First, I need to start with a cautionary tale. I was all set to prepare the following feast one Sunday afternoon. With all the ingredients lined up, I unwrapped our spare ribs and…
..they were still partially frozen. Le sigh.
One option was to move forward with the prep work and hope the ribs would thaw and come to room temperature by the time I was ready to put them in the oven. However, after recently attempting to spatchcock and then skillet roast a chicken that hadn’t quite made the transition, I chose to be patient with the ribs, and we bumped them down the menu into the weekdays.
We have adjusted our meal planning and cooking habits to accommodate the need to thaw our meat well in advance of its useful date. This has been a big shift for us and we are practicing the right thawing times for our various cuts. We plan to cover some thawing best (and worst) practices in a future post.
We have tried spare ribs in the dutch oven with an asian sauce that was mediocre. We have also tried a low-and-slow (210 deg. low) indoor method. While the flavor was fantastic, there was very little left on the ribs to enjoy. In searching for a recipe for our third try, I went digging in our cookbooks. James Villas won me over with a Natural-State hat tip, beating out Julia Child, Harold McGhee, and The Junior League of Little Rock with this recipe for Arkansas Black Barbecued Back Ribs excerpted from Pig: King of the Southern Table.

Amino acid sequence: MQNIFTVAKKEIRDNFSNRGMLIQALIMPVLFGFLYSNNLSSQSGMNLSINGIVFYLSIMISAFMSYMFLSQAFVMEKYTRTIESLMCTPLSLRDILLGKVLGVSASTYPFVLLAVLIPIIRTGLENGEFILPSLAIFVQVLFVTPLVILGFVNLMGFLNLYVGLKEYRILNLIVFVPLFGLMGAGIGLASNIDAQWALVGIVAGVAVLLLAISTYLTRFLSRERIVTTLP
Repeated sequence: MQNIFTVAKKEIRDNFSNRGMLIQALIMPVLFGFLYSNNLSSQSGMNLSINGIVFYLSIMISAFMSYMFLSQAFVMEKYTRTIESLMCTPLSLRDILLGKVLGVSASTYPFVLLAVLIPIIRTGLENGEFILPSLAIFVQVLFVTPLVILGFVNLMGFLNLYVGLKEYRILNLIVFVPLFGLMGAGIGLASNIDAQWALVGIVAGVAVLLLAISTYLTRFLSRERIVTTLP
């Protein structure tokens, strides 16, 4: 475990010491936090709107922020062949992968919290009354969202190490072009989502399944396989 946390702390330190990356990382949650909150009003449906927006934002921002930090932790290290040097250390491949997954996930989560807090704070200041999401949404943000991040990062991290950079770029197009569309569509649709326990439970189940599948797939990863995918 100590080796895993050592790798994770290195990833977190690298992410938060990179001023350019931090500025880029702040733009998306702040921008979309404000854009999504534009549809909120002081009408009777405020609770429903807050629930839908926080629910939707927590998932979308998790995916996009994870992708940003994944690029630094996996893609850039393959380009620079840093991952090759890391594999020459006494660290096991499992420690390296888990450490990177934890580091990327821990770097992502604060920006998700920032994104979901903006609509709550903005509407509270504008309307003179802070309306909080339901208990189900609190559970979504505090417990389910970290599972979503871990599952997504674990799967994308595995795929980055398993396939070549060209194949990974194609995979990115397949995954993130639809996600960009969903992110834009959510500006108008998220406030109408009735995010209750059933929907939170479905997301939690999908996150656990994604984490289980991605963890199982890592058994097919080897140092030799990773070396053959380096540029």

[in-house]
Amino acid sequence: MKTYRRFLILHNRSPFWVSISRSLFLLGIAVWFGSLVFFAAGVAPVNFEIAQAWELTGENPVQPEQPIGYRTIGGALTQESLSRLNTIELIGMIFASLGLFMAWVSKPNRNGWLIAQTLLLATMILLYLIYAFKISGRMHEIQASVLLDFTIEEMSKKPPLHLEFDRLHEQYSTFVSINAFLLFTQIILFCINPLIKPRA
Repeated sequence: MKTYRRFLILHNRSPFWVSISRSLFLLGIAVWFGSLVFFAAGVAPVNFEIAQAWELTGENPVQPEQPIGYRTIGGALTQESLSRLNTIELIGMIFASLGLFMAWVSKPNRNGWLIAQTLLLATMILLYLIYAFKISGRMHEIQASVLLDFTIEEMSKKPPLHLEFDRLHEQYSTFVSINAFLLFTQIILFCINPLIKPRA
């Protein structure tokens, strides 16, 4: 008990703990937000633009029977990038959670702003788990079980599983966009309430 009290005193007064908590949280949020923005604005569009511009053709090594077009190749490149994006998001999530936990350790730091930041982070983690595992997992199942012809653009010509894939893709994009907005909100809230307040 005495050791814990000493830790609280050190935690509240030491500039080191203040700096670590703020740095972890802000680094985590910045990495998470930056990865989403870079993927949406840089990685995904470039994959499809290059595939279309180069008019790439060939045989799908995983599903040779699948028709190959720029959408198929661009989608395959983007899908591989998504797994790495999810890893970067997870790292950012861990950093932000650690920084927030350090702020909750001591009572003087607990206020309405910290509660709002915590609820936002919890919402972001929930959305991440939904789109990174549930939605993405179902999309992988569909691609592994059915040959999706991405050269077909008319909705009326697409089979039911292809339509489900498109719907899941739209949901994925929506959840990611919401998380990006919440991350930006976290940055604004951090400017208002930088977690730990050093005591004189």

I really liked how well the spare ribs held up through this recipe. The meat was tender, juicy, and easy to pull from the bone, but it kept its thickness and body. Each rib felt like a hearty portion of meat. The sauce is familiar, but not bland. In fact, as written, some may find it a bit spicy. Ingredients below, with a step-by-step in the captions.
1 package Grass Roots Spare Ribs
1/4 cup fresh lemon juice
salt and pepper to taste
For the Sauce:
1/4 cup each of:
white vinegar, water, ketchup, and dark brown sugar
2 to 3 tablespoons Worcestershire sauce
2 tablespoons chili powder